• Frank Naginsky

Award-Winning Composer Brian Field is Changing the World with Three Passions for our Tortured Planet


Brian Field



Brian Field’s music is an eclectic fusion of lyricism and driving rhythm that brings together elements of post-romanticism, minimalism and jazz that Gramophone notes “has a winning melodic flow and harmonic translucency,” and Fanfare comments “stretches tonality to and beyond its limits, but always in a soaring, lyrical manner.”

He has received a host of awards, including a McKnight Foundation Fellowship, the Benenti Foundation recording prize; First Prize, Briar Cliff Choral Music Competition; and First Prize, Victor Herbert ASCAP Young Composers’ Contest among dozens of others.

Brian Field’s compositions include music for television and stage; solo acoustic, chamber, ballet, choral, vocal, electroacoustic and orchestral works. His compositions have been performed extensively throughout the United States and internationally and are recorded on a wide variety of labels.



Thank you so much for joining us on our interview series, Brian. Can you share the backstory that led you to this career path?


Music has a unique ability to help articulate the ineffable—a capacity to reach inside and connect with others at a fundamental, deeply emotional level. This is something that has long fascinated and driven me these past several decades along my compositional path.
Starting first as a pianist, then branching into harpsichord and organ studies, performing in vocal ensembles, coupled with studying the vast canon of western music, and exposure to music from non-western traditions have all enriched my compositional attitudes and techniques. It’s a voice and style that are constantly evolving and shifting as I encounter new ideas, new performances and other artists—be they fellow musicians, dancers, poets, graphic artist, photographers…every new encounter creates exciting new branches of thought and possibilities.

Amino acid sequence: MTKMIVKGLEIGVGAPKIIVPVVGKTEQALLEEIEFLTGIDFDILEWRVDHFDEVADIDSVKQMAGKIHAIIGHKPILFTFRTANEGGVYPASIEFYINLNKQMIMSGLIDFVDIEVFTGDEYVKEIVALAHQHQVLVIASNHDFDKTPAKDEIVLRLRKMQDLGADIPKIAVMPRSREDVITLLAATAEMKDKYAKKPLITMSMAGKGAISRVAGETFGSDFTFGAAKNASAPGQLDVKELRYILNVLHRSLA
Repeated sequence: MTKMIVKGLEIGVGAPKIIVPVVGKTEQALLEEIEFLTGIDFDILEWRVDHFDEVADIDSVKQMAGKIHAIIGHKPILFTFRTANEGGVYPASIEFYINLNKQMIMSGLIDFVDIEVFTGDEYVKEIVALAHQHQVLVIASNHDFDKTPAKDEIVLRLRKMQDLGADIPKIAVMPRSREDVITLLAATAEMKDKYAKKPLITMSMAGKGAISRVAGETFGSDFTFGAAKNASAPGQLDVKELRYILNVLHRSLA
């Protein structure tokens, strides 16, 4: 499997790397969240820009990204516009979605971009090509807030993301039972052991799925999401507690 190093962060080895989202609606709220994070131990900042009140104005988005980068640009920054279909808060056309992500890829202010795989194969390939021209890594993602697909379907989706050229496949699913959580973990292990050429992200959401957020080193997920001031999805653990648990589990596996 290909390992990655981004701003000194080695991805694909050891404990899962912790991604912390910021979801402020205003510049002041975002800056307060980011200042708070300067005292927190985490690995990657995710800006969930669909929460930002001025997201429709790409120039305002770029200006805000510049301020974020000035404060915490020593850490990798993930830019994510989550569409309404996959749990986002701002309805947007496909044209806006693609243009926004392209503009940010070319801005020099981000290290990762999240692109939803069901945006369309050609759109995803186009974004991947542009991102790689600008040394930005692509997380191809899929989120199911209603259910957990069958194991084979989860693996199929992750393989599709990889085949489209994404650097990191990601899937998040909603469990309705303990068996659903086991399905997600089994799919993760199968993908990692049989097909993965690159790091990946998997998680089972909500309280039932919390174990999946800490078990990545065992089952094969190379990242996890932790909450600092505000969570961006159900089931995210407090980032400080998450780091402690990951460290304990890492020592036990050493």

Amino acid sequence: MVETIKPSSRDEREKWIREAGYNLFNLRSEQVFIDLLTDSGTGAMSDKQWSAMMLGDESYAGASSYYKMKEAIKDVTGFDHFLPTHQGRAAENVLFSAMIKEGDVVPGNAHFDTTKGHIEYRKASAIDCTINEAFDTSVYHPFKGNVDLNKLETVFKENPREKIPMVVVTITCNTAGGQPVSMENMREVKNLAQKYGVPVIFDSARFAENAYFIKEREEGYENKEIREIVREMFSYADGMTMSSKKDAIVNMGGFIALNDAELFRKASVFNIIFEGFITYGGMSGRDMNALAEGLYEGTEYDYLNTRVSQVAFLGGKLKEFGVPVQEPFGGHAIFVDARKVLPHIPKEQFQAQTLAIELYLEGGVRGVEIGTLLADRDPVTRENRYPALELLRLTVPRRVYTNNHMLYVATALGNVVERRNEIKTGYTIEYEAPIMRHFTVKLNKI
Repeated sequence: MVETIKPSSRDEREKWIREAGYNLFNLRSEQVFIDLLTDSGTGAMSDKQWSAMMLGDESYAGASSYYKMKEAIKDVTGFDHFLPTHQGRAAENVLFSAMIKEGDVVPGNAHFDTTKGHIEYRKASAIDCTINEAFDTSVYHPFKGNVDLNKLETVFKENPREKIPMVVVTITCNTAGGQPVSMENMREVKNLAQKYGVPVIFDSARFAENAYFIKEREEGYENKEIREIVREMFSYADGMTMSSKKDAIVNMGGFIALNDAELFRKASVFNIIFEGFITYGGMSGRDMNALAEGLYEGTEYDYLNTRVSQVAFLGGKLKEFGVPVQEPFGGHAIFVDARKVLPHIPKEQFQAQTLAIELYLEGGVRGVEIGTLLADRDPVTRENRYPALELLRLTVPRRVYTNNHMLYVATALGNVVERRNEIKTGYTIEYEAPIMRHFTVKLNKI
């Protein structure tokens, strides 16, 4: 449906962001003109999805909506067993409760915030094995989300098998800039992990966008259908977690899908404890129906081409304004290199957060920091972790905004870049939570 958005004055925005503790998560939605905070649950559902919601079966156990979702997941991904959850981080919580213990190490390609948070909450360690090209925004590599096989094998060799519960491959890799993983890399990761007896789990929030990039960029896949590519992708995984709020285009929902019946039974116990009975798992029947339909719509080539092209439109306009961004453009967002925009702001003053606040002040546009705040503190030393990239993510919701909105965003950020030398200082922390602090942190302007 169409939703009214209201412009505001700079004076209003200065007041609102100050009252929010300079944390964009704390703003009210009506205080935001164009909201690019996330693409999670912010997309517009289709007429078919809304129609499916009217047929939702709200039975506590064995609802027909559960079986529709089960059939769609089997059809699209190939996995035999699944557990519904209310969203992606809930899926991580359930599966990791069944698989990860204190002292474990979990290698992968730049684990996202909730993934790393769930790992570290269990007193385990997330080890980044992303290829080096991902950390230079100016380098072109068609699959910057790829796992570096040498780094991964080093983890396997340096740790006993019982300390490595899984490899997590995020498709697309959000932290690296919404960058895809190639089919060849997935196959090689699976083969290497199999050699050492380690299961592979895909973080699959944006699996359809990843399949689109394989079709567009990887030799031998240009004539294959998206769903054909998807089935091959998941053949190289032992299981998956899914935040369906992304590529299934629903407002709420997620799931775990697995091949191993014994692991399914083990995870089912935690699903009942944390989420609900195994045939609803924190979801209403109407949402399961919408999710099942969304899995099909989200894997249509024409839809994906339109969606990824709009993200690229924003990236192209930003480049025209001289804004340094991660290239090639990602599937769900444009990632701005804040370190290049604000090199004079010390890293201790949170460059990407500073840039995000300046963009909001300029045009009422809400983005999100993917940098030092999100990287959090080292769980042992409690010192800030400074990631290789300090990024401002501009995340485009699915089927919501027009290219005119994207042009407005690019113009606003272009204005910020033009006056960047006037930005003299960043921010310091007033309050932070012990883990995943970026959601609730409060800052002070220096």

One of the causes you are passionate about is climate change and raising awareness around this issue. Can you tell us why that is and how you thought about a musical work on this topic?


Regardless of what country someone might be from, we all are directly impacted by global warming. With the increasing buildup of greenhouse gases across the planet, we are threatened with a climate crisis whose long-term impact is greater than world wars, political unrest or the coronavirus pandemic. We’re all inescapably citizens of this planet and have a shared responsibility to drive change to address this problem.
Ironically, though the crisis is pervasive, it’s also been highly polarized politically by lobbyist groups attempting to cloud issues and minimize the impact of the crisis in an effort to shield industries that benefit from less CO2 regulation. My goal was to create a platform for continuing to extend this discussion globally through a musical channel.

Your recent project, “Three Passions for our Tortured Planet,” is a brilliant work that leaves a big impression. Can you tell our readers more about this?


Three Passions for our Tortured Planet is a piece for solo piano in three movements which focuses on key areas of climate change.